He's at a no-nonsense gym in West Hollywood; Drake is thumping and everyone is too busy grunting with barbells and kettle-bells to give a damn about Clint Eastwood's youngest son grinding on the pullup bar. He keeps going until failure, barely twisting up one last time before collapsing on the mat. Two minutes later he does another set. Same thing. This is not the sort of workout actors do for magazine photo shoots—it's tougher and grittier. It comes from someplace deeper.
As we glide away from the gym in the back seat of a blacked-out Escalade, the 31-year-old actor begins to describe what he calls the Eastwood Code. "Yeah, it's actually a thing," he says before itemizing a few elements of the family playbook. "You show up on time. When you say you're going to do something, you try to do your best at it. You don't backstab people. You don't bitch and complain about what you're doing. Being compassionate is big. And it's always important to act like a gentleman."
There have been doubters and even backstabbers, and the big, thoughtful acting roles haven't come effortlessly. Being Clint's kid has opened doors, but at times it has eclipsed Scott's journey to define himself and his career. "I came here to do something and nobody took me seriously. I never thought I would last in this business," he says flatly. "But it seems to be working out," he adds when asked about his latest roles in The Fate of the Furious and Overdrive. "You're always unemployed after the movie wraps, so you're always fighting." He hopes to be on the other side of the camera directing movies in five to 10 years. "I've been watching and taking notes and asking tons of questions for years," he says. "My goal is to direct a small, contained drama—something meaningful that moves people."
Eastwood was born in the seaside community of Carmel, California, the son of a flight attendant and one of the most famous actors and directors of the past century. "I got to see my father on movie sets as a kid, and I hear him tell stories. But with my mother I lived an outdoor lifestyle—fishing, surfing, diving. There were not a lot of video games."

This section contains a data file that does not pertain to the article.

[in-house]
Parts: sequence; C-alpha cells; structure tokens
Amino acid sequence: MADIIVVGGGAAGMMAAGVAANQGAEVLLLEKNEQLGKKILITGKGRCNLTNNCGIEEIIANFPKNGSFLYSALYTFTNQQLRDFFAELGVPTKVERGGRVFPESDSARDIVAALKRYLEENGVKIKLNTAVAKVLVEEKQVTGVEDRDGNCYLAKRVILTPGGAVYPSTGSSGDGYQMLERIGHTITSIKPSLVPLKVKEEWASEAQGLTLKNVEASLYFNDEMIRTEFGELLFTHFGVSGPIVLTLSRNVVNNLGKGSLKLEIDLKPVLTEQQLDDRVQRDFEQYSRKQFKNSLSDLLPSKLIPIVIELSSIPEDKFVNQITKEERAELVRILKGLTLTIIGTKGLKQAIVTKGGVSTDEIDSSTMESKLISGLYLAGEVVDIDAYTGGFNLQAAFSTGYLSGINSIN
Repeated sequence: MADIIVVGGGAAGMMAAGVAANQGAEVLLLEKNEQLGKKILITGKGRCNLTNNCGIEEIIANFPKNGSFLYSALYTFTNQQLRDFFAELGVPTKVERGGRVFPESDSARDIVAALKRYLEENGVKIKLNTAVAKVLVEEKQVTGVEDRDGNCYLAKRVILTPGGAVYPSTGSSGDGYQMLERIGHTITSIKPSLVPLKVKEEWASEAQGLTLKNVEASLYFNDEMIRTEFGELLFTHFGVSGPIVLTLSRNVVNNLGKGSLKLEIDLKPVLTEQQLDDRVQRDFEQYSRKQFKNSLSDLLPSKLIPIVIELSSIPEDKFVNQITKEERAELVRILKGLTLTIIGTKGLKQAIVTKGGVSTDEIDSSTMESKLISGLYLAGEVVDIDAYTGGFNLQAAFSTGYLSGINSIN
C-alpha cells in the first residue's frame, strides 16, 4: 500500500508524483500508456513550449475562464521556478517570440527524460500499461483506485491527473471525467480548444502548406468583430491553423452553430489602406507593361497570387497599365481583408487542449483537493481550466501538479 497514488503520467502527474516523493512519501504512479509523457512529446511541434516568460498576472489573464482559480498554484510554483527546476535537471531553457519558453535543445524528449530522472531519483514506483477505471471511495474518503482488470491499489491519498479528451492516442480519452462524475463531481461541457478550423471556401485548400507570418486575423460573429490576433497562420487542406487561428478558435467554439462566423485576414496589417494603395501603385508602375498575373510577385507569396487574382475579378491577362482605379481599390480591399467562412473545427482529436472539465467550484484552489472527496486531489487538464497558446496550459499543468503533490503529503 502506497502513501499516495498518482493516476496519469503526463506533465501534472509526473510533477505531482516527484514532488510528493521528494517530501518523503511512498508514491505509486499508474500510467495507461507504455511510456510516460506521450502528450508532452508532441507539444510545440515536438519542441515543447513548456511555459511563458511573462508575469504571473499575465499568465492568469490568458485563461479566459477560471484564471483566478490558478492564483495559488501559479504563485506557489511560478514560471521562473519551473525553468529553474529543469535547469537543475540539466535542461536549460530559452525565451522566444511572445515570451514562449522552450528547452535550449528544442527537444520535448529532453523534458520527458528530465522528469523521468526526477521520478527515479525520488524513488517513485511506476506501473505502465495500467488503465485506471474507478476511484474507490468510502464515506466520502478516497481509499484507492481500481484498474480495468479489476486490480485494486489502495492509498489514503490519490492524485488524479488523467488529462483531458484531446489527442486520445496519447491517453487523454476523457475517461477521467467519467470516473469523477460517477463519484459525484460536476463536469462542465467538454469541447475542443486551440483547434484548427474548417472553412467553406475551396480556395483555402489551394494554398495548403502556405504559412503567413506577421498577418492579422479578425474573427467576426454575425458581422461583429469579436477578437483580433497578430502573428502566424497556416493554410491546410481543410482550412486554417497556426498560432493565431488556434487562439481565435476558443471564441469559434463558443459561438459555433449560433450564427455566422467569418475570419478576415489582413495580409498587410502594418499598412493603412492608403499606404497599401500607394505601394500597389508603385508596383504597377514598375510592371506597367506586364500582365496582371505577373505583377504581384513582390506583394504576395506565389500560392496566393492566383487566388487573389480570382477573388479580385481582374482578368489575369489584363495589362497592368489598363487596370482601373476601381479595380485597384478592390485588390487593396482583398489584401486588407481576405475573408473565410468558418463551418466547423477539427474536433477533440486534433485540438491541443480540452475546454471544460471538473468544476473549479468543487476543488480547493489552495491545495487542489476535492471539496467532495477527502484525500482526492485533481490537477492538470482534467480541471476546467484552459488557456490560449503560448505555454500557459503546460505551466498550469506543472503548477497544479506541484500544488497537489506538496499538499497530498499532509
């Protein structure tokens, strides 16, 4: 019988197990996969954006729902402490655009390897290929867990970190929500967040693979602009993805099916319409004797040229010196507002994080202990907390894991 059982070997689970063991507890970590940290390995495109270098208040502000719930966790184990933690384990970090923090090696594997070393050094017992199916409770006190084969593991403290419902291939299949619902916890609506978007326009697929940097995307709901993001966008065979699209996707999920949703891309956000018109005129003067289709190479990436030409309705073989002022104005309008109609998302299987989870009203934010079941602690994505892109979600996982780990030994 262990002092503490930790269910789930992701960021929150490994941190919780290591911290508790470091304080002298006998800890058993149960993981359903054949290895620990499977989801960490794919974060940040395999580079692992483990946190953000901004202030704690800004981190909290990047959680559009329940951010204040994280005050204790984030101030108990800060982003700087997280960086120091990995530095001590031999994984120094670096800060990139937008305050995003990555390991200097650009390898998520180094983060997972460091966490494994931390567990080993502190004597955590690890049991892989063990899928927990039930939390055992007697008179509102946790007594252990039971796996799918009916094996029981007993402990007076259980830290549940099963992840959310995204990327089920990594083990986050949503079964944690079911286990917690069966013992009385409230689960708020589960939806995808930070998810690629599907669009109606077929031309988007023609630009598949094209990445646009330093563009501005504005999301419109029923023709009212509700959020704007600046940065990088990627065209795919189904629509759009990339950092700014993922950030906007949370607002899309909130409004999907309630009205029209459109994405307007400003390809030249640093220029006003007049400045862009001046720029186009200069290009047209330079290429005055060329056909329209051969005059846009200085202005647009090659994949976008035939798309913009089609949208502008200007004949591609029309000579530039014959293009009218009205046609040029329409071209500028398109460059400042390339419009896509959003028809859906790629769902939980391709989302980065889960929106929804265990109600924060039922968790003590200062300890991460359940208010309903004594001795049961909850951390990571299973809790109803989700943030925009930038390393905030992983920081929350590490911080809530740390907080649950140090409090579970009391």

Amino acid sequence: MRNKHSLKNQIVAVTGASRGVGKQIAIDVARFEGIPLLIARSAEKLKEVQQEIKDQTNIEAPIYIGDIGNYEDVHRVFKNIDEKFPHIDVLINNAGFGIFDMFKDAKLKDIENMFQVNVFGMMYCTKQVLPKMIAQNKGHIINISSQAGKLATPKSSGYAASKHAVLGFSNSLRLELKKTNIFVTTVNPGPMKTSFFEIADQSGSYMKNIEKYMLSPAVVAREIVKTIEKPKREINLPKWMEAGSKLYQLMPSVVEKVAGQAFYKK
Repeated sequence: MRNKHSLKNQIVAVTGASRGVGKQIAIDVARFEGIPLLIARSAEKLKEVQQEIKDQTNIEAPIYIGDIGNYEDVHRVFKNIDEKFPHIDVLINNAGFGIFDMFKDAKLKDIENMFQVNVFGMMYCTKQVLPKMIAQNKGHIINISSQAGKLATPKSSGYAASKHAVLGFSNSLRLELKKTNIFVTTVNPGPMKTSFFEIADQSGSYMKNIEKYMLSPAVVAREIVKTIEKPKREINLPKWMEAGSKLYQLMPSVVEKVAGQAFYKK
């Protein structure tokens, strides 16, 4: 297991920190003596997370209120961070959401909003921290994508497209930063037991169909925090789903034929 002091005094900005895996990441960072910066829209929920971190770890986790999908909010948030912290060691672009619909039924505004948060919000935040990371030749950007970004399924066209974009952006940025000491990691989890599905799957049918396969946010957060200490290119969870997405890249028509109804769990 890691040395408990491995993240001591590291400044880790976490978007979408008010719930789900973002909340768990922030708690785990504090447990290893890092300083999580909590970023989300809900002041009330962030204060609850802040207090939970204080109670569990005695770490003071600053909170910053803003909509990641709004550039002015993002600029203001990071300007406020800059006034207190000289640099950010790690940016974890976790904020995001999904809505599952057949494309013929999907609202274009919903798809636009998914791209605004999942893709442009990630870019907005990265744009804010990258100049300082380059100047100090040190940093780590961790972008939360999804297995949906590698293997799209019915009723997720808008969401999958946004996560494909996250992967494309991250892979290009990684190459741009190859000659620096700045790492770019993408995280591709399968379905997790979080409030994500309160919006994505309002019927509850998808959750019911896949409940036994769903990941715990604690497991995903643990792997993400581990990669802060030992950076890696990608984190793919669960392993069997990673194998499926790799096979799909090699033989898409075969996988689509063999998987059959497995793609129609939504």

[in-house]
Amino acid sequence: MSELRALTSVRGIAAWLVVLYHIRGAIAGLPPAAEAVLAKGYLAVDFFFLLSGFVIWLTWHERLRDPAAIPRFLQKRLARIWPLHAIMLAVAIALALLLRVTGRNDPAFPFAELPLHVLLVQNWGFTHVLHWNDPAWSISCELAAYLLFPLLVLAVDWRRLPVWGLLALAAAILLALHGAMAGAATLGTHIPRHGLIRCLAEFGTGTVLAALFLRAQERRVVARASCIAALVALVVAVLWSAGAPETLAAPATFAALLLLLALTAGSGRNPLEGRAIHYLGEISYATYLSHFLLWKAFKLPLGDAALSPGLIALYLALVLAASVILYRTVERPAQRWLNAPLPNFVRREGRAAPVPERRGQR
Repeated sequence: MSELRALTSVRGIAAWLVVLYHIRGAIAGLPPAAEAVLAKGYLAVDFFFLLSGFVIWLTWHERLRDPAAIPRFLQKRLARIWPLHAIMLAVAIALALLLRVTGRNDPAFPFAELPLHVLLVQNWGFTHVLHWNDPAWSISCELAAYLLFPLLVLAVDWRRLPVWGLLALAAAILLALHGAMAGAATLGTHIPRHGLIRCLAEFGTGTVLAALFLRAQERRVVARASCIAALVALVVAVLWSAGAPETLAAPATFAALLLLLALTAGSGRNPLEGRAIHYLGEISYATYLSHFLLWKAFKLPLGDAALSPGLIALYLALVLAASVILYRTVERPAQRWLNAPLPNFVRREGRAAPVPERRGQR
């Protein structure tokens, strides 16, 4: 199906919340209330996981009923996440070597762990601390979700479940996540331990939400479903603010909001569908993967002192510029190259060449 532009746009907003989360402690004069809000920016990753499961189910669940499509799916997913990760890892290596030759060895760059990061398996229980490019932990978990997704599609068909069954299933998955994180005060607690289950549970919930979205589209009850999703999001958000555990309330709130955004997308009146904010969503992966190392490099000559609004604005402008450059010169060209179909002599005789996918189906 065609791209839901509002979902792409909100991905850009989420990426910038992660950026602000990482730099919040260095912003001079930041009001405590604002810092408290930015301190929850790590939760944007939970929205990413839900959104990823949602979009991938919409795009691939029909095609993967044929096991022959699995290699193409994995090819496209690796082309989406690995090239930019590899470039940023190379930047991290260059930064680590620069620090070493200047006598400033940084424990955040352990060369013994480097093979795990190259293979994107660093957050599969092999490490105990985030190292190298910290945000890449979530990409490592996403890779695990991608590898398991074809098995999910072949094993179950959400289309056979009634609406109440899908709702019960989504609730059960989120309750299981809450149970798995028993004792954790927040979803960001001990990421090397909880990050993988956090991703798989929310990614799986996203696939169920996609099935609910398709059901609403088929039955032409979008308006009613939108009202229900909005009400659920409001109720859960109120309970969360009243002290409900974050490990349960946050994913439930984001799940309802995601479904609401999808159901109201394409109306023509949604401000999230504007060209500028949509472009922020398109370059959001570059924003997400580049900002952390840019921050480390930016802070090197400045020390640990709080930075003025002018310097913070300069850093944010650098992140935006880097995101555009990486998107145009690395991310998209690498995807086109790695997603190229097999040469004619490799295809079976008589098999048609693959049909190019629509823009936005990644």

Though the family had money, Scott had a job when he was 15. "My dad never gave me a cent. He made me work for everything," he recalls. "My dad is a machine about food and exercise. He showed me how to lift when I was 14 or 15—the bench press and other basics. He made it clear it was more important to do the moves correctly than to put on more plates."
Eastwood is the rare man who can express deep passion about yoga and guns over a glass of white wine. "Yoga changed my life. I partly do it for flexibility, but I also do it for mental health. It's about my state of mind. Yoga helps me come to a place that's very serene, where I'm not judging myself. Sure, everyone has anxiety in their life, but the more you do yoga, the easier it is to get into this good place."
Despite growing up with hunting, Eastwood says he's not political. Still, he takes issue with the way many people view sportsmen. "They want their food delivered to their table, but they don't want to do any of the damned work," he says. The Eastwood Code runs deep.
"The less you judge yourself, the happier your life is," Eastwood says. "Will I be remembered as someone who was selfish and tried to be the richest actor? Or will I be defined as someone who made people go, 'Man, he affected me in a positive way'? I've looked up to so many people and said, 'I want to be more like you.' It scares me to death to think that maybe I wouldn't have that effect on people."
The Easy Secret To Big Arms
"I max out reps and then drop the weight by half."—Scott Eastwood
Why It WorksThis approach, called drop sets, uses heavier-to-lighter loads with brief, incomplete rests between sets. It exhausts both your slow-twitch type I and fast-twitch type II muscle fibers, says MH fitness director BJ Gaddour. This combo of multiple sets and loads within one extended set sends muscles a message to grow
Beginner Drop SetChoose a set of dumbbells you can curl for 8 to 12 reps, using an underhand grip. Do as many reps as you can; then rest 20 seconds (max). Immediately do as many reps as you can with a load that's half of what you just lifted. Example: Start with 30-pound dumbbells, and then 15s. Rest 2 minutes. That's 1 round; do 3 to 5.
Advanced Drop SetPick a weight you can curl for 8 to 12 reps, using an underhand grip. Do as many reps as you can, and rest 20 seconds (max). Then do as many reps as you can with a load of about 25 percent less. For example, go from 40-pound dumbbells to 30s. Repeat for 1 more drop set (from 30s to 20s). Rest 2 minutes. That's 1 round; do 3 to 5.